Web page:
PM Kisan Scheme and US farmers income

Uttar Pradesh farmers top beneficiaries of PM Kisan scheme

 PM Kisan Scheme and US farmers income

As many as 3.3 crore farmers have received the first instalment of ₹2,000 under the Pradhan Mantri Kisan Samman Nidhi (PMKisan) while the number of beneficiaries who received the second portion was 2.86 crore, Agriculture Minister Narendra Singh Tomar informed Parliament on Friday.
While Uttar Pradesh topped the list with 1.12 crore lakh beneficiaries getting the first instalment and 1.08 crore getting the second, Andhra Pradesh was in the second spot with 34.43 farmers getting the first instalment and 31.27 lakh getting the second, Tomar said in a written reply to a question in the Rajya Sabha. The third on the list was Gujarat where 28.32 lakh farmers received the first portion and 28.22 lakh got the second.
One of the first decisions of the re-elected Narendra Modi government was to remove the limit on landholding for PMKisan benefits. While earlier only farmers having landholding smaller than 2.5 hectares were eligible to get income subsidy under the scheme, it has now been extended to all farmers.
“The data of beneficiaries uploaded by them have to undergo a multi-level verification and validation by variousagencies concerned, including banks, and then the amount is released into the bank accounts of the beneficiaries,” Tomar said explaining the delay in payouts.
In a reply to another question, the Minister said out of 15.11 crore operational holdings, approximately 14.50-crore farmer families are expected to be benefited after exclusion. This would require ₹87,217.50-crore funding, including the administrative charges of ₹217.50 crore.

More than a third of U.S. farm income in 2019 will come from the government

 PM Kisan Scheme and US farmers income

farmer Bob Worth plants soybeans on the family farm Thursday, May 17, 2018, in Lake Benton, Minn. Many predict hard times to rival the epidemic of bankruptcies that devastated American farms in the 1980s.Trump's trade dispute is just the latest factor in a longer-term decline in farm income.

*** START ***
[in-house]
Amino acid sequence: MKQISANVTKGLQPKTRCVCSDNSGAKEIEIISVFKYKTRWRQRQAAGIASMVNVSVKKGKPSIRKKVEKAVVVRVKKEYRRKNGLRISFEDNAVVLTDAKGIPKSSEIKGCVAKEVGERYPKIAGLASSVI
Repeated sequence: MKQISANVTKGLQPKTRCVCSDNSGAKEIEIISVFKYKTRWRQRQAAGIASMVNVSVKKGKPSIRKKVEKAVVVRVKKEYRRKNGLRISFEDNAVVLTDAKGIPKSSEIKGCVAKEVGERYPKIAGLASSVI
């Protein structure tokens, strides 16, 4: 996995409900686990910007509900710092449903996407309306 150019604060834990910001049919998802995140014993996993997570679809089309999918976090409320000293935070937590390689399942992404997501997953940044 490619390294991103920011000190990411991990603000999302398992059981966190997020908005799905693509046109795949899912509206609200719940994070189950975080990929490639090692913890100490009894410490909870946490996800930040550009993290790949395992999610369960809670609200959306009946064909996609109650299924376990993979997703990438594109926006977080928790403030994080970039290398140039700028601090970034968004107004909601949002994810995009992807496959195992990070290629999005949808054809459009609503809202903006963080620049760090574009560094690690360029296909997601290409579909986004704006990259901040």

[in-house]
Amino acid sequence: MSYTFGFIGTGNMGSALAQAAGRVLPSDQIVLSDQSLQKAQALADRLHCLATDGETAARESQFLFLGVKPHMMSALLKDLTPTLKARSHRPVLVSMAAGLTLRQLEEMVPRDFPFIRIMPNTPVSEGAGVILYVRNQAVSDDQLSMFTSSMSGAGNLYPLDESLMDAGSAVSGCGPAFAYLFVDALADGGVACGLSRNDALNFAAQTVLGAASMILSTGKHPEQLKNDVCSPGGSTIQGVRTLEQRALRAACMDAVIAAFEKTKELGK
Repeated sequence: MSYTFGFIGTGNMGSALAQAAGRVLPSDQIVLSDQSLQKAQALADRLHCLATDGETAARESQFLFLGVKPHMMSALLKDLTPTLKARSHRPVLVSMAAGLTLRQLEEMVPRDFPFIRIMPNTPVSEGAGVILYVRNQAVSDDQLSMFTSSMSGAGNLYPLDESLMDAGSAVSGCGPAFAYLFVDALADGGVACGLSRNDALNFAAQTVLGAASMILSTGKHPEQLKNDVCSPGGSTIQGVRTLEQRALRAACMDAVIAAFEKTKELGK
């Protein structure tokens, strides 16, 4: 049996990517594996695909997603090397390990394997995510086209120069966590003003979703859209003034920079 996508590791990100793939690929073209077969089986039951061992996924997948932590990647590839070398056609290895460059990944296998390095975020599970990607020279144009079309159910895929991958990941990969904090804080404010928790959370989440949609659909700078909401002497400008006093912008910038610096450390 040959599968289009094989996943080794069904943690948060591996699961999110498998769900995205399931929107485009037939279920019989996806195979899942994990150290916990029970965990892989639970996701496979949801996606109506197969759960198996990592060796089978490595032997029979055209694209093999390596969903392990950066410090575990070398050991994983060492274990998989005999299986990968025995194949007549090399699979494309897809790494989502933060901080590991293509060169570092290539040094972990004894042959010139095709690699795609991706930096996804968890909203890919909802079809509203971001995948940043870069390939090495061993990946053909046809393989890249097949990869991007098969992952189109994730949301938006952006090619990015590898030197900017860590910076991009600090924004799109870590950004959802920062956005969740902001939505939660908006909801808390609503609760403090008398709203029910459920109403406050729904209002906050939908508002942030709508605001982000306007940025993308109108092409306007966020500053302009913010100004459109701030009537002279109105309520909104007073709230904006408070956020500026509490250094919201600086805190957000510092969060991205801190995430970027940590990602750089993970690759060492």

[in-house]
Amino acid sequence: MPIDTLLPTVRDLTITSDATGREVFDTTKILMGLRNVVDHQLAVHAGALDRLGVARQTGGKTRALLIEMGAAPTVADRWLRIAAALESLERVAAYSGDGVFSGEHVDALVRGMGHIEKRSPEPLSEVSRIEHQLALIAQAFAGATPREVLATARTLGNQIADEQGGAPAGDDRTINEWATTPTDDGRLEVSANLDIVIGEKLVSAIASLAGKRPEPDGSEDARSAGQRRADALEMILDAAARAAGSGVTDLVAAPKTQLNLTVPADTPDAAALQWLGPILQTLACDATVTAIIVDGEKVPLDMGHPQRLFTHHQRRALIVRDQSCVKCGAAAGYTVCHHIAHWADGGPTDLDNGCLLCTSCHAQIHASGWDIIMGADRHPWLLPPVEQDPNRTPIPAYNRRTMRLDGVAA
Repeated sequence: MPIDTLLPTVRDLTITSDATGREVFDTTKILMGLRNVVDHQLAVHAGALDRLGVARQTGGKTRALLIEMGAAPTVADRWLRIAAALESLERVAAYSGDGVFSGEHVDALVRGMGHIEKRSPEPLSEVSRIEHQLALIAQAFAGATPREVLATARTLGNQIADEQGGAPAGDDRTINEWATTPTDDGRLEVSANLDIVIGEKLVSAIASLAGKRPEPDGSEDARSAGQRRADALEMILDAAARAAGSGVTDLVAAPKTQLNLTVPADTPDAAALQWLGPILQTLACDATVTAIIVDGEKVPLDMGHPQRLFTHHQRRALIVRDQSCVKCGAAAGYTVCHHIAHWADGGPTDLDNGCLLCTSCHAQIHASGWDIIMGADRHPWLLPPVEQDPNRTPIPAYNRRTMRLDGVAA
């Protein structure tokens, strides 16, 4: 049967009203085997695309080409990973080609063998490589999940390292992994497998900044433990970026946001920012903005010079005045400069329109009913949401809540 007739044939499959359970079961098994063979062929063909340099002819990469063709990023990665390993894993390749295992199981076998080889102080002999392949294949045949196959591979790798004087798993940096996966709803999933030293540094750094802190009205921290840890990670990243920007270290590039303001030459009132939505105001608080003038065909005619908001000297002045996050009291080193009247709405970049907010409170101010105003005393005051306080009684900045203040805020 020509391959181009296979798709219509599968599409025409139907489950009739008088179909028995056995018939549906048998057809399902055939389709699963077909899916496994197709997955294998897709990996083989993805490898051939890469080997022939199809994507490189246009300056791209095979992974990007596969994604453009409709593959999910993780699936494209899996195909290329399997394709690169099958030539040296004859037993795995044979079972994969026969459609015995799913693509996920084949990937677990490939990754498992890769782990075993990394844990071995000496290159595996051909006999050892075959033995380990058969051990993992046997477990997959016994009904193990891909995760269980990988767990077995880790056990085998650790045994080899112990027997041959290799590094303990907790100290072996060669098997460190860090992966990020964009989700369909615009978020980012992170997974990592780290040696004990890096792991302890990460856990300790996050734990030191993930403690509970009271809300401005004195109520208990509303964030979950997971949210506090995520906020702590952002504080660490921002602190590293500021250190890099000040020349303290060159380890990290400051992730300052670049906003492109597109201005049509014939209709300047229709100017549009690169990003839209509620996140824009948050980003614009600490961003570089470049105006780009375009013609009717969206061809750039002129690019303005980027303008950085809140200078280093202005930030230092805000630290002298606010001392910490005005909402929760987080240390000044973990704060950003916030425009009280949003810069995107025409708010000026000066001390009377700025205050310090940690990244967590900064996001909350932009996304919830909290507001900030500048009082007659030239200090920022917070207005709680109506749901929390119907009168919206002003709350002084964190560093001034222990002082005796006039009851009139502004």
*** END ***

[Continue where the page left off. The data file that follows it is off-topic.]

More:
More than a third of U.S. farm income in 2019 will come from the U.S. government in the form of the trade war bailout, crop insurance payouts and other federal assistance.
While farm income is projected to rise almost 5%, the share of that coming either directly from the government or from government-subsidized crop insurance is way above normal.
“It is up significantly, and the big reason for that is the trade assistance package from the administration in 2018 and 2019,” said John Newton, chief economist for the American Farm Bureau Federation. “Those aren’t things that farmers expect to happen on a normal basis. What we’ve seen this year is more of an anomaly.”
The U.S. Department of Agriculture projects farm income to be $88 billion. Of that, $19.5 billion will come from direct farm payment programs and another projected $10.5 billion will come from crop insurance indemnities. Farmers help pay for federal crop insurance, but the premiums are more than 60% subsidized.
In the past decade, farmers’ best year was 2013, when income reached $124 billion and government accounted for only 19% of that.
But now the trade war with China, which shut down the largest market for U.S. soybeans, deepened a four-year slump in grain prices. Poor weather in May and June delayed planting enough to keep millions of acres in the U.S. fallow.
The weather struggles continued through to harvest, with snow blanketing soybean fields in northwest Minnesota and a hard frost hitting cornfields before maturity.
Crop prices have not risen, and only payments through the USDA’s Market Facilitation Program — $6.8 billion through May and up to another $14.5 billion in a second round announced in May — have kept farmers close to breaking even.
Brian Thalmann, speaking from a combine as he harvested corn near Plato, Minn., on Tuesday, said any projection of farm income going up this year doesn’t make sense.
“You go around through farm country, and everyone would say, ‘What?’ In practical reality, income is not up,” said Thalmann, president of the Minnesota Corn Growers Association. “The market facilitation payments, that is not true income, that is income replacement for dollars that farmers did not receive in the market.”
Minnesota was the third-largest recipient of aid in the first round of payments, getting $681 million. Much of the trade aid has gone to soybean farmers.
Newton, the Farm Bureau economist, said crop insurance payouts should be their highest since drought-impacted years of 2012 and 2013, in part thanks to the payments farmers receive for deciding not to plant crops on ground that was too wet in the spring and early summer.
Farmers are just ready for 2019 to be over, and they want free trade restored, said Thalmann, though they aren’t complaining about the help they’ve gotten to get through the trade war.
“There is not a farmer out there that would want to get income from a government payment versus having it come from the market where it should come from,” he said. “But if there’s going to be continued outside forces beyond what the farmer can control, if part of that loss is going to be made up by market facilitation payments, so be it.”

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